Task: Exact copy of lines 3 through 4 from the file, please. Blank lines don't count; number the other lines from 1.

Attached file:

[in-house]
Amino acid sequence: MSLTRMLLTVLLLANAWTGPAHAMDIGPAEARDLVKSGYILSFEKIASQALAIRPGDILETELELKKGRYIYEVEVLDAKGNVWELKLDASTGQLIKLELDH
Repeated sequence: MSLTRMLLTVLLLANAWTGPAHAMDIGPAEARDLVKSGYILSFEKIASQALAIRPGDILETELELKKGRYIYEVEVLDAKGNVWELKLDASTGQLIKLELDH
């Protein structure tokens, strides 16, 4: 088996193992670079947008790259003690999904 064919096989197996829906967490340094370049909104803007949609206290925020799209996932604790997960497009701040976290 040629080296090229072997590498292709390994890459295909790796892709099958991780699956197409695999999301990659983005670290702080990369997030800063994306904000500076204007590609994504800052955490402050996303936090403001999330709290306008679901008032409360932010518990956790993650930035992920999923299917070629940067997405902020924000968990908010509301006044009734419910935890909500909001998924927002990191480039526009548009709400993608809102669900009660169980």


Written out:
Repeated sequence: MSLTRMLLTVLLLANAWTGPAHAMDIGPAEARDLVKSGYILSFEKIASQALAIRPGDILETELELKKGRYIYEVEVLDAKGNVWELKLDASTGQLIKLELDH
């Protein structure tokens, strides 16, 4: 088996193992670079947008790259003690999904 064919096989197996829906967490340094370049909104803007949609206290925020799209996932604790997960497009701040976290 040629080296090229072997590498292709390994890459295909790796892709099958991780699956197409695999999301990659983005670290702080990369997030800063994306904000500076204007590609994504800052955490402050996303936090403001999330709290306008679901008032409360932010518990956790993650930035992920999923299917070629940067997405902020924000968990908010509301006044009734419910935890909500909001998924927002990191480039526009548009709400993608809102669900009660169980």